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Hello! An ISFP here with a question or some for you guys. (possibly, slightly boring) I'm curious though, how are you guys with driving? Are you good at it? Do you like it? How long did it take you to become good at driving, and what was the hardest aspect (in learning & getting a license) for you?


Thanks!
 

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I don't know what it really means to be good at driving in a regular degular car [aka not professional], but I haven't been in any accidents [including when the car behind me FLEW up onto the adjacent median and almost hit me, or the numerous near sideswipes in broad daylight]. So, I consider myself decent and in good standing with State Farm's discount.

I don't really mind driving, either. I've had my license almost two years (longer story in a second), and it's automatic enough that I can just be alone with my thoughts and bam, back home. I don't like gas prices though, I want an electric car. :unsure:

It took me 11 months off and on to practice driving enough to be ready for my license. Prefacing this with living in the United States, and I was already past the age where you can just get a license without prereqs (18 years old is the minimum).
My relative was gracious enough to be my crash dummy. That grace was starting to wane once I felt good about driving but not parking (oh my God...depth perception and peripheral issues with dyslexia is a thing). I have never seen someone consistently park so jacked up in my life. It was terrible.

But now I can back in like a pro. No comment on parallel parking because I don't need it here.

Actually getting the license was a breeze. Went from a burden to licensed and sexy in 15 minutes. Almost gave my instructor whiplash with my parking, but I passed on the first go. :wink:
 
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Driving was okay for.... let me see.... 45 years, now I want no parts of it at age 60.

I was in 2 accidents in my 20s, neither my fault, they plowed into me. Bastards. I did get a speeding ticket for going 40 in 25 mph section. I love driving around with husband (if we must go somewheres, & are forced). Haha, come to think of it, one of the delights of my life, is doing errands with him in the car.

But, just not for me, is city driving and long distance driving. I believe every single person, except for me, is nuts (on the road). I don't trust you people! I have proof with my dash cam.

I started driving when I was 15. Now, I'd pay a chauffeur if I could. I must be the one driving and in the driver seat, if it is not a Professional Driver, driving me around. I don't trust anyone but me .....and professionals.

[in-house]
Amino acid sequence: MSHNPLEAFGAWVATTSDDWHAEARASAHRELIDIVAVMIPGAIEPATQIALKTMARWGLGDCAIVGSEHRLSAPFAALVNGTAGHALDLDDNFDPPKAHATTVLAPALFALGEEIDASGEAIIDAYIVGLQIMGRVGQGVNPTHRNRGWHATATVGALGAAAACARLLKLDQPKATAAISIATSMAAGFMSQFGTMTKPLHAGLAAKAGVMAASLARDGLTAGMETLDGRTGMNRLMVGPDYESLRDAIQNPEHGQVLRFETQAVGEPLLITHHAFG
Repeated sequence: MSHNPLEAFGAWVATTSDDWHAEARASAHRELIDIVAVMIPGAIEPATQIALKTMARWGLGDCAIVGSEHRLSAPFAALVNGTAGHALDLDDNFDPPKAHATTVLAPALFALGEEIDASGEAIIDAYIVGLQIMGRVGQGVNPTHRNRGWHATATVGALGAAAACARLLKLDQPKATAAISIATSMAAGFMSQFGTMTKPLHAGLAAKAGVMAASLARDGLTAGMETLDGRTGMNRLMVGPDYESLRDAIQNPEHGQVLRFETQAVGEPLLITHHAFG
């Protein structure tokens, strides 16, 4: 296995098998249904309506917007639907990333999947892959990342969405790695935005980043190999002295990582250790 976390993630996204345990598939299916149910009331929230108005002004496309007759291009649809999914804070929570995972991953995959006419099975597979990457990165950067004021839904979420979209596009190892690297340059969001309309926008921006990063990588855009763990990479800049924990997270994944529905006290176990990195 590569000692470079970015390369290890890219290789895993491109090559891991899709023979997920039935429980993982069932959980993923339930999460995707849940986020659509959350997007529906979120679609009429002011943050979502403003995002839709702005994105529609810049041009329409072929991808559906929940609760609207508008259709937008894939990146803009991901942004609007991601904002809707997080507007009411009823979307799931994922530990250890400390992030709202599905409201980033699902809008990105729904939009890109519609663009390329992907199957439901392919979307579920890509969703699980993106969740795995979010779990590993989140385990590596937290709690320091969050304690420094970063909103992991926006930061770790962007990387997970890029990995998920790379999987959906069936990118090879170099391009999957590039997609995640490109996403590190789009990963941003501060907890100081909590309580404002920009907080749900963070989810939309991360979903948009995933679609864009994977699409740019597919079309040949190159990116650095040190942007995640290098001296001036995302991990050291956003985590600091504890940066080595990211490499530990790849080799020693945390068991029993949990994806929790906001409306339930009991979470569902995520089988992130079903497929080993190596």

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I'm convinced that my cluelessly clumsy ass behind a steering wheel would have to be legally declared a public safety hazard.

I've tried several times throughout my life to go about getting my driver's license, even blowing hundreds of dollars on driving school back in 2015, but it has just never panned out. I would never be able to afford a vehicle or the various costs that go along with it anyway. I'm sure if I had own my wheels to practice with, I would eventually become skilled at it, but my actual time behind the wheel has been severely limited.
 

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We use mainly manual cars here. At first i had difficulty getting to hang of the clutch and gear combinations while remaining observant of surroundings. Lots of sensory informations at once tends to overwhelm an intuitive type. Complex maneuvers which involved an increase in potential damage and personal injury caused traffic jams of anxiety in me. Also getting useto my new physical extended body (vehicle) did take some time to get used to. Once i got the combinations right, controling and monitoring the car it just left external observation which was the easiest part of the two. Cars behave much like people on street walk, cars have a personal space and get pissed off when you invade it just like humans. Who would have thought!? I started becoming a somewhat good driver when experience could indicate what type of driver is behind the wheel based on the vehicle itself, how its being driven, where and at what time. In the background while driving, all these details homogenises into how much distance am i going to keep from this car? A good driver to me is someone who keeps ample distance, tells everyone wtf they are doing, respects road ettiquete and gives way to aggrivated/aggressive drivers (or pedestrians) even when they do not have to, with a motive to to diffuse any bad vibes on the roads. Its nice when we can all get to where we are going without dying.